We at Grace were honored to open our doors to brothers and sisters of the Islamic faith last night. We began with an interfaith program that included Christians worshiping in the Episcopal liturgy of Evening Prayer. Then, we moved into Parish Hall and shared in an Iftar dinner, the meal of breaking a daylong fast after sunset. Here are the remarks I shared with all gathered during the interfaith program.
It is an honor for us at Grace Episcopal Church to welcome friends of differing faith-- and friends of no faith--to this wonderful program tonight, and to co-host with our neighbors from the Turquois Center a Ramadan Iftar that we will all share after sunset.
All of this is a high honor for us, because we are Christian: which means we are people seeking God in the way of Jesus of Nazareth, who walked the earth approximately two-thousand years ago. We find in the life and teachings of Jesus, recorded in our Scriptures called the Gospels, a compelling witness for the life of love as the means by which what is lost and broken in this world made for good, may be redeemed and restored.
As a religion that springs from the Abrahamic tradition (something we share with our Muslim siblings), we find in the stories of Creation in Torah, that God made this world and all that is in it out of perfect Divine LOVE: that God created the world to be good, to be in balance, to be free from pain and shame, to be in perfect communion with the Divine.
Ultimately it is this origin in goodness, this perfect communion with the Divine at our beginning, that compels us to find in Jesus Christ a way to recover what is beautiful and true, as God intends.
I said that it is an honor to be here with all of you, because we are Christian. Why did I say this?
Because the way of Jesus, this life of love into which he calls us, is a path of extravagant hospitality toward others.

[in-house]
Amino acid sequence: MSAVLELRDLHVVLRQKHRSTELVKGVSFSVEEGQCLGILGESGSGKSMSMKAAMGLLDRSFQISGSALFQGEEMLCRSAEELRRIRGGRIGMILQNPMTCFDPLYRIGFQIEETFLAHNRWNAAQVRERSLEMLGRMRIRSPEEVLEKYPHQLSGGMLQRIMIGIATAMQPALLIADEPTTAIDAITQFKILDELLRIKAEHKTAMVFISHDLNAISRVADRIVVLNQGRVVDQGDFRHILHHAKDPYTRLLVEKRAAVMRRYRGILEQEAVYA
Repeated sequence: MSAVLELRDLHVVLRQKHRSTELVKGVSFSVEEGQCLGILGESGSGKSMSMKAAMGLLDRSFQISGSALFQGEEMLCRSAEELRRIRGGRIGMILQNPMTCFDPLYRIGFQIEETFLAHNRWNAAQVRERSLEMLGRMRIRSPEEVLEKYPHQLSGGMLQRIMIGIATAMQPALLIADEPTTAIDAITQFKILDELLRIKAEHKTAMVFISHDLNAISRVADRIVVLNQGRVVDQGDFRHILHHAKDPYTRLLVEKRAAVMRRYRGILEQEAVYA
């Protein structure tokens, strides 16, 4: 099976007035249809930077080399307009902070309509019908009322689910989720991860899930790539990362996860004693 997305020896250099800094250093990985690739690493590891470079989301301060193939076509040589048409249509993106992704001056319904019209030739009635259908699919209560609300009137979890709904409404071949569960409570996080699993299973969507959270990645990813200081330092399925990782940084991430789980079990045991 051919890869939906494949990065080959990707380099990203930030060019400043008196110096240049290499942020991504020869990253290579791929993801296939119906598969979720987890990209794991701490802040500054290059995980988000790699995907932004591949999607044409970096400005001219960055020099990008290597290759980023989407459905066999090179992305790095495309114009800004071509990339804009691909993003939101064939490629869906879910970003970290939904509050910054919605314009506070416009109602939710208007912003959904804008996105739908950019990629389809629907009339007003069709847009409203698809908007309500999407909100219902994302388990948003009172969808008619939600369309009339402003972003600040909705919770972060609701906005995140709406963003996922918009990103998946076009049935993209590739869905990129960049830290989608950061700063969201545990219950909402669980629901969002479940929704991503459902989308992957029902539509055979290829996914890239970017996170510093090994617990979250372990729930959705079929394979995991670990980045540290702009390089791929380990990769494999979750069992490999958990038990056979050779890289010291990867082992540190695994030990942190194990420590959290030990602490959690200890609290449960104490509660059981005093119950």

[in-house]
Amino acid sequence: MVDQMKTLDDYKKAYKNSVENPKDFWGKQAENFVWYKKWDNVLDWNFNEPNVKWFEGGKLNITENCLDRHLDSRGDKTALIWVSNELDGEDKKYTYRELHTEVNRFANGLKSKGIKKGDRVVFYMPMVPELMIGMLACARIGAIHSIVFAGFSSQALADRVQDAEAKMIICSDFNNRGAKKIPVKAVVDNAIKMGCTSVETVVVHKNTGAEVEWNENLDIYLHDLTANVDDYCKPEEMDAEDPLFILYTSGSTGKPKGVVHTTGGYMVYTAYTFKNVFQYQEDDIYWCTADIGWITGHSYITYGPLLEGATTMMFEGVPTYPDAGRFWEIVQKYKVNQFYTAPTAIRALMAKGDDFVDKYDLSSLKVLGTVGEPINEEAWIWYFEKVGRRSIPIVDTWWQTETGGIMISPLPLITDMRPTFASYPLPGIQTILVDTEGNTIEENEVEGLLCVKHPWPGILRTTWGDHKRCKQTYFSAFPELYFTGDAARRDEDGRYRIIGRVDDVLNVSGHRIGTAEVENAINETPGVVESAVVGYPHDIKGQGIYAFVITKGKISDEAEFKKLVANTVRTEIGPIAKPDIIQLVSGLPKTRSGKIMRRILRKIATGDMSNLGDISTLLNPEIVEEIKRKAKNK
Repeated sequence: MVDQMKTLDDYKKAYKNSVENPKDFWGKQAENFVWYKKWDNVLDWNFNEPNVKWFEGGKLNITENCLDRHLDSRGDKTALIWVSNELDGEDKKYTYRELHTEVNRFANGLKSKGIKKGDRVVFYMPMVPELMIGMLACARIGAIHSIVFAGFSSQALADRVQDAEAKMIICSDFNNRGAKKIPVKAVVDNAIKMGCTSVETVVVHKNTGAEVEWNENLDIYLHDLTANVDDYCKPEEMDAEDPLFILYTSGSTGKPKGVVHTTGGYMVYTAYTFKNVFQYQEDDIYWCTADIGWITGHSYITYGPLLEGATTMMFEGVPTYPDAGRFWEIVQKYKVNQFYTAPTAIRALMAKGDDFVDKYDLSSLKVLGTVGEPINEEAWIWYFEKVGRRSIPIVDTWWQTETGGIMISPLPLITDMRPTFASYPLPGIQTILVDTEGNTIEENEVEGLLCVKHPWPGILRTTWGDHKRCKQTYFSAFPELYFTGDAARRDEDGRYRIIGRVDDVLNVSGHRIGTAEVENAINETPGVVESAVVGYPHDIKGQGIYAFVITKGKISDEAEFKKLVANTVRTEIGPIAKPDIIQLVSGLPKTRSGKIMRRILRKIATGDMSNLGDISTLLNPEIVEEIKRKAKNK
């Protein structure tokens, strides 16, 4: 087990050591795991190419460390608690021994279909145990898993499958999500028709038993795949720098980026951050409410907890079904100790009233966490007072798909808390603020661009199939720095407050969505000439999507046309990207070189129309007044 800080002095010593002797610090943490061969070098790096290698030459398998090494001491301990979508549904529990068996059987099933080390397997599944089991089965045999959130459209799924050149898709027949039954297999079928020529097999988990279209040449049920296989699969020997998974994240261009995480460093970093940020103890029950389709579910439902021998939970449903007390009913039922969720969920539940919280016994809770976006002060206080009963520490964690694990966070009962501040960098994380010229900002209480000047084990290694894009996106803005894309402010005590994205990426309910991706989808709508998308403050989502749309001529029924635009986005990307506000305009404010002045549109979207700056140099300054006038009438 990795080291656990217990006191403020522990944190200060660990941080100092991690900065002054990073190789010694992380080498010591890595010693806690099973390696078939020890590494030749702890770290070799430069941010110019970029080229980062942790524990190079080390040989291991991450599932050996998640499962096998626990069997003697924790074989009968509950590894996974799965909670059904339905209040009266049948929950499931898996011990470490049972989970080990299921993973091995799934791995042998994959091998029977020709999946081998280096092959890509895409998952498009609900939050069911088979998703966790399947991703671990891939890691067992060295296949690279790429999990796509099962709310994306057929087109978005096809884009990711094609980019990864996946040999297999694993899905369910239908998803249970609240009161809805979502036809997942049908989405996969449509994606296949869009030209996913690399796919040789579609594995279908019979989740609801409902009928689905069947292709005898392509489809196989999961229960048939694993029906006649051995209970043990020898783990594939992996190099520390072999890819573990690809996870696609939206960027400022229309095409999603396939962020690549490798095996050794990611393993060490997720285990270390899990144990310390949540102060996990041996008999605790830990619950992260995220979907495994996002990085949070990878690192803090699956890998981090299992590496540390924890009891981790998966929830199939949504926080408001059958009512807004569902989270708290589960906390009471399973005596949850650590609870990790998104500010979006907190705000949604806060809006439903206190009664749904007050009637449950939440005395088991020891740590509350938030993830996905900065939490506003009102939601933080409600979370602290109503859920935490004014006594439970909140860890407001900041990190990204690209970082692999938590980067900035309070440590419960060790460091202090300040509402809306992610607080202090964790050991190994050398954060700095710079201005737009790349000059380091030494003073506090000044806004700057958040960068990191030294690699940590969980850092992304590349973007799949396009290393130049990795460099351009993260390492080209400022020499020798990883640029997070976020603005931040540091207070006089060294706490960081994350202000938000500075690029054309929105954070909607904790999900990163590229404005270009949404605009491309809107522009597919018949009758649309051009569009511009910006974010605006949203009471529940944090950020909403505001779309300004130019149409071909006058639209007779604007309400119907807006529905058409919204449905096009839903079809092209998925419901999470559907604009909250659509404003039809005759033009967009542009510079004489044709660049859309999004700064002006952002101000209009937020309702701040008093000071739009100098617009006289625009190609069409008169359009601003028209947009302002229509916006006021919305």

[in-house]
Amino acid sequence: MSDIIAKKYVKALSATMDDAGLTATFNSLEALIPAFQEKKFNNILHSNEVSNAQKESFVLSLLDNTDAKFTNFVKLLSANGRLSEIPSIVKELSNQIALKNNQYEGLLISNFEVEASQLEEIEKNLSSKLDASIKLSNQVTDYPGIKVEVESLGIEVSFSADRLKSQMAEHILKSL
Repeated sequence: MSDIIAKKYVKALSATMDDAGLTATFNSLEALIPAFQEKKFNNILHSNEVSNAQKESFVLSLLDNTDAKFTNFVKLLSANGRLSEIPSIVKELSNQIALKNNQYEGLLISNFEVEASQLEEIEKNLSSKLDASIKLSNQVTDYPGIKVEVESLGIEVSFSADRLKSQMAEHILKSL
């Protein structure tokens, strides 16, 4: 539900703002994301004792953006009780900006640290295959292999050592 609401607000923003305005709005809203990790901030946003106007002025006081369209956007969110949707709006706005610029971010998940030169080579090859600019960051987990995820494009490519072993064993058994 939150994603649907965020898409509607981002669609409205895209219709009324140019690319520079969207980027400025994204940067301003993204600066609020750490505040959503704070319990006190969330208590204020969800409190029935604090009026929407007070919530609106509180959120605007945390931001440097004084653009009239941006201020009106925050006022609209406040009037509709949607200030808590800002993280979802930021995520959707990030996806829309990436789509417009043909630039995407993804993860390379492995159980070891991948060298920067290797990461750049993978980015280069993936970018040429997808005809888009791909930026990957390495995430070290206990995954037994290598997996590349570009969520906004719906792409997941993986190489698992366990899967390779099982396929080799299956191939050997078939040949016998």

Our Scriptures record that Jesus once summarized all of Torah and all of the Hebrew Prophets with these words: “Love the Lord your God with all your heart, with all your mind, and with all your strength," quoting from the Law itself. He added: "Love your neighbor as your very self. “ When asked by those around him to define who is one’s neighbor, Jesus took great pains to describe that all of one’s fellow human are neighbor, regardless of tribe or nationality or gender or religion. We are called to love our siblings in the human family, with not exception or limitation.
In this way, Christians are called beyond mere tolerance. We are called to embrace our neighbor, Muslim, Jew, Hindu, Sikh, Buddhist, Atheist, and everyone else! So our honor in your presence here emanates from our desire to be faithful Christians, growing in love for God and for our neighbors.
I am learning that hospitality is also an important value in Islam. And so, it is a double portion of joy for us to share this time and this space with you during Ramadan.
An evening of mutual hospitality.
The Rev. Scott Painter
I serve as the Vicar of Grace. A word from our English heritage in the Episcopal Church, "Vicar" means that I serve as the priest and pastor of this congregation.